Monday, August 6, 2018

Saddle basics

Millions of words have been written on the topic of proper saddle fit. It's a complex and hugely important subject for everyone who rides horses, regardless of discipline.
Fortunately, things are a lot simpler on the model horse front. Because we don't have to worry about injuring our models with ill-fitting tack, performance showers can boil down saddle fit to just a few key points. The first of these is saddle length. The weight bearing part of the saddle should fit between the base of the withers and the last rib. This area is the only part of the horse’s back that should support the weight of saddle and rider. 
Because so many model horses are sculpted with extremely short backs, it can be difficult to find saddles that are short enough. Most judges understand this, and will allow a little bit of leeway in regards to saddle length. However, no one wants to see a saddle sitting on top of the withers or extending out over the hips. Truly, there are some models that are just too short backed to be performance candidates.
The saddle's seat should be level, with a slight slope from front to back and plenty of room for the doll to sit in. The depth of seat and angle of slope vary across disciplines, but extreme uphill or downhill slopes are unacceptable. The only real exception would be a well-documented historic entry.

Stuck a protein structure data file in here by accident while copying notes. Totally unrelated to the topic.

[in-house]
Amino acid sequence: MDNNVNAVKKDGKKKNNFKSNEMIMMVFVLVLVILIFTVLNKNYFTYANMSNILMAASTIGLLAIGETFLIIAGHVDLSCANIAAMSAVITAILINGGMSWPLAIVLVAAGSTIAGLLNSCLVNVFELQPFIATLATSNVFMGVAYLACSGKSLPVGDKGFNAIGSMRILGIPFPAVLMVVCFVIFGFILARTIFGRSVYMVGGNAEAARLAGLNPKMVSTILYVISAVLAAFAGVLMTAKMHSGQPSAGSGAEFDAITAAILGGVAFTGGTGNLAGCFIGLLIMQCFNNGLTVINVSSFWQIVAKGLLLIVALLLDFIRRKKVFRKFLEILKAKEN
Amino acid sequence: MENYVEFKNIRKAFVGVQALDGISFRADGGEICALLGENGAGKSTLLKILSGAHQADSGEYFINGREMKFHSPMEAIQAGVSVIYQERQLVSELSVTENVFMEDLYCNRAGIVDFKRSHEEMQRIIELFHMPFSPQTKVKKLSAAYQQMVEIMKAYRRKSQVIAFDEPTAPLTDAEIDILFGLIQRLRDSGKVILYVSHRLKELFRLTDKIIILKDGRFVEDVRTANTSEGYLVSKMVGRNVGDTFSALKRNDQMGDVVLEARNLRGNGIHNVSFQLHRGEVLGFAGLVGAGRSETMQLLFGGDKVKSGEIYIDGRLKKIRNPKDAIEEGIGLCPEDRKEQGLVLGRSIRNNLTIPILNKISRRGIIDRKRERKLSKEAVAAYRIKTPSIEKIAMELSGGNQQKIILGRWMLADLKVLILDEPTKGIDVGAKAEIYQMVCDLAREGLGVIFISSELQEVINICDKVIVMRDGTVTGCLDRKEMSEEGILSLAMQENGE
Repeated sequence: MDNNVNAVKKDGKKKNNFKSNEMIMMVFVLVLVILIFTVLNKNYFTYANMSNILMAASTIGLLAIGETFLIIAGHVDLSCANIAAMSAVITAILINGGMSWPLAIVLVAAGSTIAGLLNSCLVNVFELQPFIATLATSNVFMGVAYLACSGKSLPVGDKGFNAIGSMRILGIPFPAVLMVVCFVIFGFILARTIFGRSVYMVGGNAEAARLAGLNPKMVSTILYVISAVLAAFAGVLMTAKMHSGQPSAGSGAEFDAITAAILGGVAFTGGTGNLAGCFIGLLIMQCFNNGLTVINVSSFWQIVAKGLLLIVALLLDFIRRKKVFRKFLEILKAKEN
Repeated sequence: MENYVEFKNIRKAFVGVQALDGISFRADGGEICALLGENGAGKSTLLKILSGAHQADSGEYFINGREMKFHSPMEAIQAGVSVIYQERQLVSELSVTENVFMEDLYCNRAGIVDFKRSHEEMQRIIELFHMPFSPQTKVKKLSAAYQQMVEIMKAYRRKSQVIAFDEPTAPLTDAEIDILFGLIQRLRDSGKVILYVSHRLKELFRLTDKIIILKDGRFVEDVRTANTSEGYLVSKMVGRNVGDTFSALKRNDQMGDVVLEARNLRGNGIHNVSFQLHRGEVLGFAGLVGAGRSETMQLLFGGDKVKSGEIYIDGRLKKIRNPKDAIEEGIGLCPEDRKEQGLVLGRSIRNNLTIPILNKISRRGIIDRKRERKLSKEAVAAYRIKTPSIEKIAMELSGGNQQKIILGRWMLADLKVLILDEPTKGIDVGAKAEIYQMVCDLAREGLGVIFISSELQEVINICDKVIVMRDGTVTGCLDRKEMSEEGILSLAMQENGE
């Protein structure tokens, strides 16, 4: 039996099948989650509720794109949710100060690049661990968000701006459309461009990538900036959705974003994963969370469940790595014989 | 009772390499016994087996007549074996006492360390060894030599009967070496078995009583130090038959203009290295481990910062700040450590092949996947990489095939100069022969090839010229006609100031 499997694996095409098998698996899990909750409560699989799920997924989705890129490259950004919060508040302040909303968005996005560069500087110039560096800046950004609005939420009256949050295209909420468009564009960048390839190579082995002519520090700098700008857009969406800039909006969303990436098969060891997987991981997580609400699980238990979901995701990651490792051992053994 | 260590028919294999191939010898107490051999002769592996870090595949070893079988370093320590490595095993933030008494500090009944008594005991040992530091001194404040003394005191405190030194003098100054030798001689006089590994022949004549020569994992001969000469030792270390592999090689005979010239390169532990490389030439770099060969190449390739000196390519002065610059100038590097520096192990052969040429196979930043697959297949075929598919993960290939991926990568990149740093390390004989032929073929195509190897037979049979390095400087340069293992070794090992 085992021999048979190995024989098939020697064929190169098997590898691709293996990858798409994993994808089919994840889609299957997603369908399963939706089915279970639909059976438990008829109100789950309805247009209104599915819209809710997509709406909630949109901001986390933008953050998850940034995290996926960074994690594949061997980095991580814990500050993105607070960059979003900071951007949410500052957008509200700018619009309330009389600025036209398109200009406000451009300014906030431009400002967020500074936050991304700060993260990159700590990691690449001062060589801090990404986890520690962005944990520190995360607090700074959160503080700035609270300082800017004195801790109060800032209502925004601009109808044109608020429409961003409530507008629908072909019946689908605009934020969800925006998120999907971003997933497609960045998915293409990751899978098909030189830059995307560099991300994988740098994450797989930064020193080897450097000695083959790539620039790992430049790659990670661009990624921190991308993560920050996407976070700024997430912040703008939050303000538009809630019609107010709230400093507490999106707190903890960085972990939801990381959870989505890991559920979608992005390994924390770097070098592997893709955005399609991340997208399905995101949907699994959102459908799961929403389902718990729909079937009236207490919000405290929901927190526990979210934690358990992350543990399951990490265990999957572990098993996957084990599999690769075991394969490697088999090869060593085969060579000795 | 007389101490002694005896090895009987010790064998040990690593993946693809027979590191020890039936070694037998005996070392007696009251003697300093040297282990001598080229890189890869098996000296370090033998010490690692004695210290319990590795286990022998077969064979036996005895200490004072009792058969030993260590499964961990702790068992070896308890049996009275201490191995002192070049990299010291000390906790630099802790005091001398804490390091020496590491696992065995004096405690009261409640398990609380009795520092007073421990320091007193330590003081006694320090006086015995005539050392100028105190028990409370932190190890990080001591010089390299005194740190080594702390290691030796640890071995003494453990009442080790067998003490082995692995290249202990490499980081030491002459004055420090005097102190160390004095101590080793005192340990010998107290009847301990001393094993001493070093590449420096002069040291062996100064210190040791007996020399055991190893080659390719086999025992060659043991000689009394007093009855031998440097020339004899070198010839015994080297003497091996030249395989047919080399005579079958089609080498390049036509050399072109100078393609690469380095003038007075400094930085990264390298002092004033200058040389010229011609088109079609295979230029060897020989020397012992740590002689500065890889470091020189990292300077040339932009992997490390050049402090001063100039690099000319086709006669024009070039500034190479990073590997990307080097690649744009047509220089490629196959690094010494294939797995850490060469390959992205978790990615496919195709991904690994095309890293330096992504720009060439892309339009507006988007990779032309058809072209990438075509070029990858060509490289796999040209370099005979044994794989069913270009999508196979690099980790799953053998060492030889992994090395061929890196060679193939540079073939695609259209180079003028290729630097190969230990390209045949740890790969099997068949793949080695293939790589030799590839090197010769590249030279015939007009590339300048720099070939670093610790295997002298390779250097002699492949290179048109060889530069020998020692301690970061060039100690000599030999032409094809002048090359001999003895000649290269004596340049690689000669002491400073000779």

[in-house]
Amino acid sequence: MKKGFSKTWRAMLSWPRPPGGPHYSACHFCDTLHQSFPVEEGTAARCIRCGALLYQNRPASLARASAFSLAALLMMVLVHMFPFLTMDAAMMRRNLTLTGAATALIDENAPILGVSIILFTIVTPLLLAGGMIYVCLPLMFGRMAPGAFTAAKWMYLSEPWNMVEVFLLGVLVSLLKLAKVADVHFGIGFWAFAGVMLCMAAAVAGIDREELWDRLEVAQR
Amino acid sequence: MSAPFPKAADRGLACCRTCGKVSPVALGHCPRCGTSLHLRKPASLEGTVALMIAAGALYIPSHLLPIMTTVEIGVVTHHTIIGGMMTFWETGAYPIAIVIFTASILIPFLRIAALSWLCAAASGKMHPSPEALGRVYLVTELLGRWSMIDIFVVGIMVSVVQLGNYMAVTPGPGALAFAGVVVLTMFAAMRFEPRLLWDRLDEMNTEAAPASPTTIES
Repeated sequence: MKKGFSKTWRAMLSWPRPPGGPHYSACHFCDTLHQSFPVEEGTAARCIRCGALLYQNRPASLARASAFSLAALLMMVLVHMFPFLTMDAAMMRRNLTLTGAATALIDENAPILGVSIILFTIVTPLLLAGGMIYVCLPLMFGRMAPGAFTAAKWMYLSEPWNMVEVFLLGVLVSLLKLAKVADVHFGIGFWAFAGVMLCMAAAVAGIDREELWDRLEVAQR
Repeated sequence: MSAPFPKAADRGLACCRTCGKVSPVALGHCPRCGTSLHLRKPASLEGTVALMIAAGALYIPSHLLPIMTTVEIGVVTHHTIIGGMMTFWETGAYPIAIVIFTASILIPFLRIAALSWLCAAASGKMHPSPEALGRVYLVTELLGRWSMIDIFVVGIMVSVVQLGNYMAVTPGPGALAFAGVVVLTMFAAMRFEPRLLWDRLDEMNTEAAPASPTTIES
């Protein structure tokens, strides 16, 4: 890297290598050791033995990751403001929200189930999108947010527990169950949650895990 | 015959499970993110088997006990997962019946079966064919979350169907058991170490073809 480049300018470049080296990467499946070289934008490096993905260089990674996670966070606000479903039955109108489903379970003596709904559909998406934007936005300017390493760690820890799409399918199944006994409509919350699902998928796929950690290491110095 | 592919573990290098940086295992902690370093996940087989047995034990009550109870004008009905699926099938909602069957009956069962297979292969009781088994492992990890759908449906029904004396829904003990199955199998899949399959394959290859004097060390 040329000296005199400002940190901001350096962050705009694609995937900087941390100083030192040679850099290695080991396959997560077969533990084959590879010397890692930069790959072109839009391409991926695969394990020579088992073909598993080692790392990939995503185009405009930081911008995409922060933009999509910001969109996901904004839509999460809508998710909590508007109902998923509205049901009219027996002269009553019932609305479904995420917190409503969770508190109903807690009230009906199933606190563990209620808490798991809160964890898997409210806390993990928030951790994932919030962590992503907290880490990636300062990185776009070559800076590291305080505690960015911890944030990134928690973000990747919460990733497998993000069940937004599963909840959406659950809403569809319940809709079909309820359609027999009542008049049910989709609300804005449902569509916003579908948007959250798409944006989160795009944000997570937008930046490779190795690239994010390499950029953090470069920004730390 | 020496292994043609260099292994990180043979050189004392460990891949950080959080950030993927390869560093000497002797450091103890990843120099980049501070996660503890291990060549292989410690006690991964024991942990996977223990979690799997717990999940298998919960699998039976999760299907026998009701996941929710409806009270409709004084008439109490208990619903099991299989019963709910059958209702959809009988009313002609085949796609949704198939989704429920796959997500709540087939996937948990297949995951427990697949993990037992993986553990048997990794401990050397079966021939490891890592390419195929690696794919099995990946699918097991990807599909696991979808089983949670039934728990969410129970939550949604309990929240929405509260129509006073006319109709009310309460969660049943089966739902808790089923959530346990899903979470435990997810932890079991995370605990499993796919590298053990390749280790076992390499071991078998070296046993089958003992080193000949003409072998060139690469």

It's also important the saddles sit low and close to the horse's back. This is another  common problem area, particularly in costume entries and smaller scales. As a tack maker, I get it. It's really hard to make tiny saddles that aren't bulky. As a judge, however, I am less forgiving. It's not okay to have the top of the saddle's seat towering over the model's back. This is, in fact, my number one model horse saddle fitting pet peeve.
Finally, girths and cinches should be done up snugly, with no gaps between the tack and the model. 
As I mentioned in the post on bridles, there is, of course, a lot more to saddle fitting than this. However, for the purposes of model horse performance showing, these are the basic building blocks for success. The saddle should fit comfortably on the model's back, without infringing on the shoulder blades or hips. The seat should be level and close to the horse's back, and the girth/cinch should be snug. These are the non-negotiables. Correctly fitting tack is an essential part of every performance entry.

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